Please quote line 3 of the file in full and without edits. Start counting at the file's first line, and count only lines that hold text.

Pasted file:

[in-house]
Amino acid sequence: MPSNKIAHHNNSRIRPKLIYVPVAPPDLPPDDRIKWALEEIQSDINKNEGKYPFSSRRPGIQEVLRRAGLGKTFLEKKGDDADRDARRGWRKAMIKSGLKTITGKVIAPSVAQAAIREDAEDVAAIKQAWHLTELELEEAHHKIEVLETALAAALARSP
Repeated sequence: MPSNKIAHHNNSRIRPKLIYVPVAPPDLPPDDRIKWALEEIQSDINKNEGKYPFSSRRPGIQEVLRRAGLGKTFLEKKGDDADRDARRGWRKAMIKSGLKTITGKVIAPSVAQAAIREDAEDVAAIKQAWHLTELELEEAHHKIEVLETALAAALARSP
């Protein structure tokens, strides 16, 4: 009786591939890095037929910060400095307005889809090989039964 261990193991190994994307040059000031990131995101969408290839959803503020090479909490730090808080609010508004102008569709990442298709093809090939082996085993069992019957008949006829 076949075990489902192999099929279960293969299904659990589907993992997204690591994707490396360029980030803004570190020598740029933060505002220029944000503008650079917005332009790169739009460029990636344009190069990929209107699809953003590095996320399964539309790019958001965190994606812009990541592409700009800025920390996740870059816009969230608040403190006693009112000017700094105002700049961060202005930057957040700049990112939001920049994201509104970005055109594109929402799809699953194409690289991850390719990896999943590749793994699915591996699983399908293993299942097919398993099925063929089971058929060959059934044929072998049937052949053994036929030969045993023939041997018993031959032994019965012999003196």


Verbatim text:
Repeated sequence: MPSNKIAHHNNSRIRPKLIYVPVAPPDLPPDDRIKWALEEIQSDINKNEGKYPFSSRRPGIQEVLRRAGLGKTFLEKKGDDADRDARRGWRKAMIKSGLKTITGKVIAPSVAQAAIREDAEDVAAIKQAWHLTELELEEAHHKIEVLETALAAALARSP